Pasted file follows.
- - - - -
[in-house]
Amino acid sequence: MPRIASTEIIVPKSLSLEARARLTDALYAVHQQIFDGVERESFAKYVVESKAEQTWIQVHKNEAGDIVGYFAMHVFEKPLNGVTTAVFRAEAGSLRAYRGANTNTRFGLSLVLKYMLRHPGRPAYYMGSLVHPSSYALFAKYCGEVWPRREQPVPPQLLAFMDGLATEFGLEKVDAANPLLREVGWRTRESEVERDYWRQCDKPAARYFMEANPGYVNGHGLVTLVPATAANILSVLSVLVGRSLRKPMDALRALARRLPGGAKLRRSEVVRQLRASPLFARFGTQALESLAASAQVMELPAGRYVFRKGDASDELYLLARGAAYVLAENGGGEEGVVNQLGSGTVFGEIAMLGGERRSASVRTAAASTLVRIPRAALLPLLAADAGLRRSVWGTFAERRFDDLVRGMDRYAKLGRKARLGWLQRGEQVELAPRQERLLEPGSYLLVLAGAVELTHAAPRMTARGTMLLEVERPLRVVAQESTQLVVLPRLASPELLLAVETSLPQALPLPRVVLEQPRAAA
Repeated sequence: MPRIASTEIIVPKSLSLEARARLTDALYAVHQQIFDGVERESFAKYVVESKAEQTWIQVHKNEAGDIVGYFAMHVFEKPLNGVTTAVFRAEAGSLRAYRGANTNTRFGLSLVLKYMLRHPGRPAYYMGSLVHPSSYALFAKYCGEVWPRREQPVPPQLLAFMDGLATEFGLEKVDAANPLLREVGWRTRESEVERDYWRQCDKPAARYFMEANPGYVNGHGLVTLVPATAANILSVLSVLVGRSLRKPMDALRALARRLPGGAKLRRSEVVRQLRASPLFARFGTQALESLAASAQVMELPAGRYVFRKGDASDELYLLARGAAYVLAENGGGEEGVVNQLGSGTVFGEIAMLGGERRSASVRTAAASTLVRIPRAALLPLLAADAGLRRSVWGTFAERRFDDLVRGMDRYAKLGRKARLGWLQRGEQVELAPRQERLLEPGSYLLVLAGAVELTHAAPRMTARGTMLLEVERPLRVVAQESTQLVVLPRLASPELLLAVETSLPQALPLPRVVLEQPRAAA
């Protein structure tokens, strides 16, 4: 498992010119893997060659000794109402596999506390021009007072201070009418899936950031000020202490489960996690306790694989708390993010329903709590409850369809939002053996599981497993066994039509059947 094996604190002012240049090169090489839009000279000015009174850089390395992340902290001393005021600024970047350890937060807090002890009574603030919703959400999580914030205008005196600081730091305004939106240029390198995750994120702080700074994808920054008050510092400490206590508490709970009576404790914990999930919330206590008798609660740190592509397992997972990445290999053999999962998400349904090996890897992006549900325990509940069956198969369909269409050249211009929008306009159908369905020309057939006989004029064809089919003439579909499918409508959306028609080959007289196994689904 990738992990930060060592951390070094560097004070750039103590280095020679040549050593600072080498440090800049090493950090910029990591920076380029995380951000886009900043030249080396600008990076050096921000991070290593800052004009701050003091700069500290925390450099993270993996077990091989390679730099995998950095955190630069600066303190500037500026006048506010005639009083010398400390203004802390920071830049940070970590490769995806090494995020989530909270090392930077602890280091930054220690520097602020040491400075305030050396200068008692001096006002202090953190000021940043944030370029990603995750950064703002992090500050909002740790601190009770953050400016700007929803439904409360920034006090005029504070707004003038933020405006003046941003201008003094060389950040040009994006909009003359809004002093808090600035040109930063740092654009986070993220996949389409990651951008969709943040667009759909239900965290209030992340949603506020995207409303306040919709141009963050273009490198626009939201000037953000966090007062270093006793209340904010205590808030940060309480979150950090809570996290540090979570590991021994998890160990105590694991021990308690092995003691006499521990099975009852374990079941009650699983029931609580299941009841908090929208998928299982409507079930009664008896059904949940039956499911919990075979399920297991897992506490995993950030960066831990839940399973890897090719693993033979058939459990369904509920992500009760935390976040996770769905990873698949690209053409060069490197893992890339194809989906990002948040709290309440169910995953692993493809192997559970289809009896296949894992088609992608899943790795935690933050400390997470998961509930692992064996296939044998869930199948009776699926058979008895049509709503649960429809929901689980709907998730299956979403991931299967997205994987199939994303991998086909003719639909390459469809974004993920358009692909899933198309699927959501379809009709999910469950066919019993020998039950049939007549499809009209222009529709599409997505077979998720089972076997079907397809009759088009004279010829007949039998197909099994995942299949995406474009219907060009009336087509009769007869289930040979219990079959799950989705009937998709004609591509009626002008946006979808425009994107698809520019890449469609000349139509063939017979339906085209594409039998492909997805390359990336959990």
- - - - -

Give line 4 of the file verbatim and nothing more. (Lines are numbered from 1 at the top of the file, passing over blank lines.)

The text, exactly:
């Protein structure tokens, strides 16, 4: 498992010119893997060659000794109402596999506390021009007072201070009418899936950031000020202490489960996690306790694989708390993010329903709590409850369809939002053996599981497993066994039509059947 094996604190002012240049090169090489839009000279000015009174850089390395992340902290001393005021600024970047350890937060807090002890009574603030919703959400999580914030205008005196600081730091305004939106240029390198995750994120702080700074994808920054008050510092400490206590508490709970009576404790914990999930919330206590008798609660740190592509397992997972990445290999053999999962998400349904090996890897992006549900325990509940069956198969369909269409050249211009929008306009159908369905020309057939006989004029064809089919003439579909499918409508959306028609080959007289196994689904 990738992990930060060592951390070094560097004070750039103590280095020679040549050593600072080498440090800049090493950090910029990591920076380029995380951000886009900043030249080396600008990076050096921000991070290593800052004009701050003091700069500290925390450099993270993996077990091989390679730099995998950095955190630069600066303190500037500026006048506010005639009083010398400390203004802390920071830049940070970590490769995806090494995020989530909270090392930077602890280091930054220690520097602020040491400075305030050396200068008692001096006002202090953190000021940043944030370029990603995750950064703002992090500050909002740790601190009770953050400016700007929803439904409360920034006090005029504070707004003038933020405006003046941003201008003094060389950040040009994006909009003359809004002093808090600035040109930063740092654009986070993220996949389409990651951008969709943040667009759909239900965290209030992340949603506020995207409303306040919709141009963050273009490198626009939201000037953000966090007062270093006793209340904010205590808030940060309480979150950090809570996290540090979570590991021994998890160990105590694991021990308690092995003691006499521990099975009852374990079941009650699983029931609580299941009841908090929208998928299982409507079930009664008896059904949940039956499911919990075979399920297991897992506490995993950030960066831990839940399973890897090719693993033979058939459990369904509920992500009760935390976040996770769905990873698949690209053409060069490197893992890339194809989906990002948040709290309440169910995953692993493809192997559970289809009896296949894992088609992608899943790795935690933050400390997470998961509930692992064996296939044998869930199948009776699926058979008895049509709503649960429809929901689980709907998730299956979403991931299967997205994987199939994303991998086909003719639909390459469809974004993920358009692909899933198309699927959501379809009709999910469950066919019993020998039950049939007549499809009209222009529709599409997505077979998720089972076997079907397809009759088009004279010829007949039998197909099994995942299949995406474009219907060009009336087509009769007869289930040979219990079959799950989705009937998709004609591509009626002008946006979808425009994107698809520019890449469609000349139509063939017979339906085209594409039998492909997805390359990336959990």